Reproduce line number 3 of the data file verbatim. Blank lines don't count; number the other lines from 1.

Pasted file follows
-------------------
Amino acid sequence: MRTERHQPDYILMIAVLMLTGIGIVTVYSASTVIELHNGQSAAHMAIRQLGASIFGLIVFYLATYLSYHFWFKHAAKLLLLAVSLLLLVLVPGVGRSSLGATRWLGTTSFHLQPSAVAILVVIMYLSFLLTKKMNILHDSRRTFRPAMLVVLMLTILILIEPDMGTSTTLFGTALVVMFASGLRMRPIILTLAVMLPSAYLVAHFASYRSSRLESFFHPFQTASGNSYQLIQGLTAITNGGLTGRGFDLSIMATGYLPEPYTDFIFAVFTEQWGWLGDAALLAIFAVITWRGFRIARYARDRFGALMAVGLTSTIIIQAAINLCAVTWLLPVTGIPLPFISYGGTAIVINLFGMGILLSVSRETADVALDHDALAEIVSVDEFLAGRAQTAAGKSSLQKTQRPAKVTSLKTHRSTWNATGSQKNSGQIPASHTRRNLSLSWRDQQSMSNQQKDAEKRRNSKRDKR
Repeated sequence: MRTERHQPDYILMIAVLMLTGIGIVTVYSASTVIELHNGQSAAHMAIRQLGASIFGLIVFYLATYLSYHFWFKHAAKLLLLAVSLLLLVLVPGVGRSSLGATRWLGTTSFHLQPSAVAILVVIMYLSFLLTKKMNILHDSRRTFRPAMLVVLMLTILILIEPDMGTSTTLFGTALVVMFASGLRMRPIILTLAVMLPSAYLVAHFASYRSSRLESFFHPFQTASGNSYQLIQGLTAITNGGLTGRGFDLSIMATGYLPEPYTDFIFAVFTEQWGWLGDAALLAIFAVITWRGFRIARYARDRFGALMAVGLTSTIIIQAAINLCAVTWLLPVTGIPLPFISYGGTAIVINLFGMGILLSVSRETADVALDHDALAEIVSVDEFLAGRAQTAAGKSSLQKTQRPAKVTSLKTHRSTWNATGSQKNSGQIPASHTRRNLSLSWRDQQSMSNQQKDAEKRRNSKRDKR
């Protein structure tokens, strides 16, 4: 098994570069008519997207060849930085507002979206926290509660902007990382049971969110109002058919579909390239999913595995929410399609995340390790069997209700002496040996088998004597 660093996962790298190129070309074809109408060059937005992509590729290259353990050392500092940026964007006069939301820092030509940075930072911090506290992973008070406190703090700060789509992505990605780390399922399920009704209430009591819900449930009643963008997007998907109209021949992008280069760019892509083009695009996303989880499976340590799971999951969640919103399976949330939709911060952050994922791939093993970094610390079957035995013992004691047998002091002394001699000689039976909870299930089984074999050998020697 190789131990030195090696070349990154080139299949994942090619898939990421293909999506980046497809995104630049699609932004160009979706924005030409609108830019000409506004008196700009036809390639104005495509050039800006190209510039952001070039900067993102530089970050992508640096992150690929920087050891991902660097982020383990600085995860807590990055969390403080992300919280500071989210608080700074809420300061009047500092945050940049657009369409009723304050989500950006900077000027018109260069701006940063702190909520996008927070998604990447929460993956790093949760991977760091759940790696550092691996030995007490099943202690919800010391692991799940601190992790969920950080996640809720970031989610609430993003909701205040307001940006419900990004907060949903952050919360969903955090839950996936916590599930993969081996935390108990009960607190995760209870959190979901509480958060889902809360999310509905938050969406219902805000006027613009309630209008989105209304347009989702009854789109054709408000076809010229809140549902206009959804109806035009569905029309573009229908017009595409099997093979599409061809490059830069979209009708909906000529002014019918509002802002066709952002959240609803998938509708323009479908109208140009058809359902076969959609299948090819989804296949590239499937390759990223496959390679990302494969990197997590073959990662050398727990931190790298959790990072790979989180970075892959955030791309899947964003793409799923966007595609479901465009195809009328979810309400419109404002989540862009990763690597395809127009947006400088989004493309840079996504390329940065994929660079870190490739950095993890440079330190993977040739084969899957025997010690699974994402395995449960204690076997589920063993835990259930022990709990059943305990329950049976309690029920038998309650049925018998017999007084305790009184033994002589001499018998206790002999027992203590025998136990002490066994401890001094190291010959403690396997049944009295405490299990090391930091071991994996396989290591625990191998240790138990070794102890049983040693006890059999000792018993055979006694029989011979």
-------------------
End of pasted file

């Protein structure tokens, strides 16, 4: 098994570069008519997207060849930085507002979206926290509660902007990382049971969110109002058919579909390239999913595995929410399609995340390790069997209700002496040996088998004597 660093996962790298190129070309074809109408060059937005992509590729290259353990050392500092940026964007006069939301820092030509940075930072911090506290992973008070406190703090700060789509992505990605780390399922399920009704209430009591819900449930009643963008997007998907109209021949992008280069760019892509083009695009996303989880499976340590799971999951969640919103399976949330939709911060952050994922791939093993970094610390079957035995013992004691047998002091002394001699000689039976909870299930089984074999050998020697 190789131990030195090696070349990154080139299949994942090619898939990421293909999506980046497809995104630049699609932004160009979706924005030409609108830019000409506004008196700009036809390639104005495509050039800006190209510039952001070039900067993102530089970050992508640096992150690929920087050891991902660097982020383990600085995860807590990055969390403080992300919280500071989210608080700074809420300061009047500092945050940049657009369409009723304050989500950006900077000027018109260069701006940063702190909520996008927070998604990447929460993956790093949760991977760091759940790696550092691996030995007490099943202690919800010391692991799940601190992790969920950080996640809720970031989610609430993003909701205040307001940006419900990004907060949903952050919360969903955090839950996936916590599930993969081996935390108990009960607190995760209870959190979901509480958060889902809360999310509905938050969406219902805000006027613009309630209008989105209304347009989702009854789109054709408000076809010229809140549902206009959804109806035009569905029309573009229908017009595409099997093979599409061809490059830069979209009708909906000529002014019918509002802002066709952002959240609803998938509708323009479908109208140009058809359902076969959609299948090819989804296949590239499937390759990223496959390679990302494969990197997590073959990662050398727990931190790298959790990072790979989180970075892959955030791309899947964003793409799923966007595609479901465009195809009328979810309400419109404002989540862009990763690597395809127009947006400088989004493309840079996504390329940065994929660079870190490739950095993890440079330190993977040739084969899957025997010690699974994402395995449960204690076997589920063993835990259930022990709990059943305990329950049976309690029920038998309650049925018998017999007084305790009184033994002589001499018998206790002999027992203590025998136990002490066994401890001094190291010959403690396997049944009295405490299990090391930091071991994996396989290591625990191998240790138990070794102890049983040693006890059999000792018993055979006694029989011979």